The University Record, January 23, 1996
Multiculturalism in first-year seminars is topic of CRLT-sponsored program
By Carlean Ponder
News and Information Services
Incorporating multicultural content and instruction into first-year seminars was the focus of a workshop offered by the Center for Research on Learning and Teaching (CRLT) as part of the Martin Luther King Jr. Day celebration.
The workshop, facilitated by CRLT's Shari Saunders and David Ametrano, offered tips for including multiculturalism in three areas---curriculum, pedagogy and classroom climate. According to Saunders, the Center often receives requests from faculty concerned about making their curriculum more inclusive of different perspectives.
Charles Behling, lecturer in psychology, who teaches "I too Sing America," a course focused on prejudice and discrimination, found that his course is often intimidating to students. "It's embarrassing to say I don't know how not to discriminate against people as opposed to saying I don't know how to do calculus," said Behling.
To overcome this type of intimidation, Behling emphasizesdiscussing where prejudices come from and models himself as an imperfect person rather than an expert on the subject. He was surprised to find that religion, not race or sexuality, is the area that makes most students uncomfortable.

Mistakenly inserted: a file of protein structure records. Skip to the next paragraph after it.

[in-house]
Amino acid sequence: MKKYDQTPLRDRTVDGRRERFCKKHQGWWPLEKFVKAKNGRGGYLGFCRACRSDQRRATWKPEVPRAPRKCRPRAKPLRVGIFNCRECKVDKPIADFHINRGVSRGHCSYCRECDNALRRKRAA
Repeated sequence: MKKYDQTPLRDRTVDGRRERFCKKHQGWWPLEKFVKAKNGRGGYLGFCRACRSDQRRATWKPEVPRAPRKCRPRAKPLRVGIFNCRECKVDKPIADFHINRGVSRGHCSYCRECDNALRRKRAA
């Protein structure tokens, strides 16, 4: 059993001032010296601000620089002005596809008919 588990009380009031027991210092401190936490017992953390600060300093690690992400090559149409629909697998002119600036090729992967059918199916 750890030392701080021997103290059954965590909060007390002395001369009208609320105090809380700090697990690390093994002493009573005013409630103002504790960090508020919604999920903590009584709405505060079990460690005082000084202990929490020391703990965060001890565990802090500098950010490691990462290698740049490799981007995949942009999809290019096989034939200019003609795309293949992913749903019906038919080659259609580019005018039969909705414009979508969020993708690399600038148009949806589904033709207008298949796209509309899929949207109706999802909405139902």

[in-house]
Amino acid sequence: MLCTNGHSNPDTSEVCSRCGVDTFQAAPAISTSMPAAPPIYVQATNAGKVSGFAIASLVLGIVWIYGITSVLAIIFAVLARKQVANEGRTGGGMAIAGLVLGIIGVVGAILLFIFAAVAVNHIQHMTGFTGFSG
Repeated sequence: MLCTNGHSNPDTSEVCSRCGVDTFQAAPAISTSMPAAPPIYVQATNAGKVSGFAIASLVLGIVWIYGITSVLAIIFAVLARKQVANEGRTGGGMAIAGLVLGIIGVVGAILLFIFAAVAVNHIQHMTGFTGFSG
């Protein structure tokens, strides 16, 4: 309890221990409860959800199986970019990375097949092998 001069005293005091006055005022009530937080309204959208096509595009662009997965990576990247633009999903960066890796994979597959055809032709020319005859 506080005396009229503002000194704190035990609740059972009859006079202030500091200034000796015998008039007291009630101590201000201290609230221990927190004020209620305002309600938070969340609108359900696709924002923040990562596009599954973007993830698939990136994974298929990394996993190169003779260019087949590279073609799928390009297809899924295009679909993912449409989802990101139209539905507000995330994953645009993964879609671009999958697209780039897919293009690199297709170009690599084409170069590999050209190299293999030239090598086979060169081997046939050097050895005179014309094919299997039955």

Murray Jackson, associate professor emeritus of education, who teaches "Poetry in the City," a course concerned with writings about city life, incorporates multi-culturalism into class readings. Much of the literature is about the troubles and promises of contemporary citizens.
Saunders said she hoped workshop attendees would take back to their classrooms a positive attitude about multicultural instruction. "Things get uncomfortable, things get tense," she said. "But we can learn to disagree and argue while still caring about people and learning from ourselves in the process."